Tori Amos – Boys for Pele
This album was the first to alert me to the driving, vocal force that is Tori Amos. This also started a life-long love affair with female vocalists. Oh that piano. I never knew that a piano could do that! Or that a voice so large could come from someone so tiny! Many years, albums, and shows later, I still love me some Tori. She’s just such a genuine artist. She goes some weird fucking places in her music sometimes, but then you just come to realize that that’s Tori. You can’t expect any different.
As you can see, a lot of these albums are older, and that’s a great thing. Perhaps in a few years, I can do another one of these with more albums that have withstood time and still haunt my music collection from now. Who knows!?
This has taken a lot for me to admit, but Your Favorite Weapon is one of my favorite albums…ever. God, that sounds terrible. The lasting quality of that album for me has been amazing. Even though it was released in 2001, I didn’t discover this album until 2003, and it hit me like a ton of bricks. I was eighteen, it was summer time, I drank a lot. Yes, I was an emo bastard, but even now, in the wake of my less emo days, I still love this album. Perhaps it’s simply the feelings and memories it invokes. It remains the sound track to summer teenage love and broken hearts.
I remember being so excited about discovering these Long Island boys and realizing that they had already released another album, Deja Endendu. I put on my studded belt and sat in the back of the bus all the way down to the mall to get that album, put it on, and wondered, “Who the fuck IS this? What the fuck have they done with Brand New!?”. Oh, that was a sad day in the life of an eighteen year old emo girl.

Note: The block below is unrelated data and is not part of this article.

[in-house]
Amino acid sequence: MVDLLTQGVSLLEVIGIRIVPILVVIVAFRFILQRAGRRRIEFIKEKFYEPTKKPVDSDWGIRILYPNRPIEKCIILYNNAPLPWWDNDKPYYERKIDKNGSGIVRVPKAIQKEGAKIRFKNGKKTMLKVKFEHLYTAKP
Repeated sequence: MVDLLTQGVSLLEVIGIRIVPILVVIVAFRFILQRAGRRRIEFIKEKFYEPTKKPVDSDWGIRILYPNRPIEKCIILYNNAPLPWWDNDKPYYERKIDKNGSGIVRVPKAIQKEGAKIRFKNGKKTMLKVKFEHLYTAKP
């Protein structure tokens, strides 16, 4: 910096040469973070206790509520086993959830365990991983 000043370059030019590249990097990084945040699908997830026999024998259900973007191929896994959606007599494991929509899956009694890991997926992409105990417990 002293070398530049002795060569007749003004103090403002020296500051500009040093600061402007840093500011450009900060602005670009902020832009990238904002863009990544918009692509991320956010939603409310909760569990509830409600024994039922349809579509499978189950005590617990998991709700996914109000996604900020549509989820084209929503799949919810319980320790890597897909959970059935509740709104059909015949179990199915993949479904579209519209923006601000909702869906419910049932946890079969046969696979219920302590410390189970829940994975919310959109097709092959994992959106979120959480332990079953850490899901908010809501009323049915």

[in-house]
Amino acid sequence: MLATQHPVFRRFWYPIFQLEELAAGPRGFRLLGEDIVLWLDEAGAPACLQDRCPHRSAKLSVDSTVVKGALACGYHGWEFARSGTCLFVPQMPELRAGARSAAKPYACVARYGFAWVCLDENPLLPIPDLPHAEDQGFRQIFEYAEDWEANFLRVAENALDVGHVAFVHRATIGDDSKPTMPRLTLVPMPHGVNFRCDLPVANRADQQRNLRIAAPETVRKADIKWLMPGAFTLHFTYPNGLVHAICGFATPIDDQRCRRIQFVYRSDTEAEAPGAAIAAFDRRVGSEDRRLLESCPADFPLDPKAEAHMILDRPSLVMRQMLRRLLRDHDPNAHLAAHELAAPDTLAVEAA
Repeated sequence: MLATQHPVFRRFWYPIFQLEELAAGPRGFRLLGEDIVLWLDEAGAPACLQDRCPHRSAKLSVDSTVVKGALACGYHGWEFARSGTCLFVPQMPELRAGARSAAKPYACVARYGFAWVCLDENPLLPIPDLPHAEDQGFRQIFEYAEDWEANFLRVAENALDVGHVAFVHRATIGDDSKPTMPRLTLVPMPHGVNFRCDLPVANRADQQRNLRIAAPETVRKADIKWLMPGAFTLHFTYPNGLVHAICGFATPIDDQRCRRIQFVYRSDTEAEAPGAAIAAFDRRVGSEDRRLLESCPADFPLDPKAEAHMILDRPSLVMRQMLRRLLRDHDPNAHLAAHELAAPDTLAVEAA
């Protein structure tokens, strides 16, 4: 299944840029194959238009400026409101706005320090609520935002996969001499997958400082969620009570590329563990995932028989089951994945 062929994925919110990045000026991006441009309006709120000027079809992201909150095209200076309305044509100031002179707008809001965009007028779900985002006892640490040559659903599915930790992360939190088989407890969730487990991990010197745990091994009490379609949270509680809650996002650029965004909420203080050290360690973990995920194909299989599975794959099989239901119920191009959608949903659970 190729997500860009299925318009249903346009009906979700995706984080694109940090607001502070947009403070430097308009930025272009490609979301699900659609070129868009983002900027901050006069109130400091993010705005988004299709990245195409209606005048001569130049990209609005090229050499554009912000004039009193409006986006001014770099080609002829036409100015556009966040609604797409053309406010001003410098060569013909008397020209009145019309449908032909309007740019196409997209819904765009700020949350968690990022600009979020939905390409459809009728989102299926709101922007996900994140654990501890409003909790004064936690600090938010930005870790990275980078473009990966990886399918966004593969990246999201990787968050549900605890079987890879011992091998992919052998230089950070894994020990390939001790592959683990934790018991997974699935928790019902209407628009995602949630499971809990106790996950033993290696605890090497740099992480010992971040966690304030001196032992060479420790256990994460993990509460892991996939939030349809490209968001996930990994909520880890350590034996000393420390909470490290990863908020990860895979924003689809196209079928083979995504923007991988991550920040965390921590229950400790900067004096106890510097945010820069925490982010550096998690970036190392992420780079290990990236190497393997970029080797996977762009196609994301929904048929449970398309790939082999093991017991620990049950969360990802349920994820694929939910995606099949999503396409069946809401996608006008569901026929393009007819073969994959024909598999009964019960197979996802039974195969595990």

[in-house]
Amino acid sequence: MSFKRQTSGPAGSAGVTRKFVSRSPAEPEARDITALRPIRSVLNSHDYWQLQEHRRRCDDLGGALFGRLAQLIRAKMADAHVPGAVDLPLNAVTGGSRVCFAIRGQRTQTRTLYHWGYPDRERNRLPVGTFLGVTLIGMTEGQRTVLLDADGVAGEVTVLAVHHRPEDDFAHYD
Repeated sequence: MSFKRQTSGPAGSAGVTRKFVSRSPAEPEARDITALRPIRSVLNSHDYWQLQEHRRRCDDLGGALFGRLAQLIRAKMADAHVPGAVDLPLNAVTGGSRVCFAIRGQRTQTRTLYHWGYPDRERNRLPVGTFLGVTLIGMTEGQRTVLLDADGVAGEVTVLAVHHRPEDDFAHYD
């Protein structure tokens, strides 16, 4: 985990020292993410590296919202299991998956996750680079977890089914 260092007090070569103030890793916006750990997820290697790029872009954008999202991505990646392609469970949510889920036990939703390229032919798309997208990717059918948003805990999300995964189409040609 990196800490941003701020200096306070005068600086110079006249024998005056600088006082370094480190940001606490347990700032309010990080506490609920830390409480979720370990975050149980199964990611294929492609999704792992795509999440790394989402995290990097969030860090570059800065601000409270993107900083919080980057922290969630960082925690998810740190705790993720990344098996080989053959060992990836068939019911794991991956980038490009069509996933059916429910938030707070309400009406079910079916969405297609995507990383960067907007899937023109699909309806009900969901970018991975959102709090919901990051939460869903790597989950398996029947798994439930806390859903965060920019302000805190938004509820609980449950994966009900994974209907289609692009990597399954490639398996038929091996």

I never did, and still don’t like that album. With that lukewarm reception, I wasn’t that excited for The Devil and God Are Raging Inside Me, and that album gave me nothing to change my mind. It’s gotta suck when your first album is well, perfect.
Now, I do admire Brand New for having an absolutely unique sound on every album. Not one of their albums sounds like the prior. Daisy, their new album released last month, is certainly nothing like they’ve ever done before, and it’s just not my thing. I think this might be the case for a lot of Brand New fans actually. That just kinda happens when you don’t provide a cohesive sound of any sort.
This album is polarizing. I don’t know if Jesse Lacey’s been hanging out with Thom Yorke or what, but this one just goes off the deep end. This album is a cacophony of inaudible screams, snarls, yelps, screeching guitars. It’s like an all boy, screamo cover band of Bjiork. It’s obnoxious. It’s terrible. And I’m really sad.
From what I gather, this album is being acclaimed as Brand New’s best, and I just don’t know why. It’s a hot mess. I guess they’re trying to be progressive and cutting edge, but god, it sounds like someone’s toasting a cat (like in a toaster, not with glasses of champagne). What happened to that sad, sad, Jesse Lacey that I knew and loved!?
As for the album, at least it’s well intentioned. The songs are laid out well and there’s a decent mix of rough, raw tracks like “Vices”, “Sink”, “Gasoline”, and “Bought A Bride” to more subtle ones to soften the blows like “Bed”, “You Stole”, and “Daisy”.
From me, this album get’s a big ol’ “…meh”. D
Brand New’s Site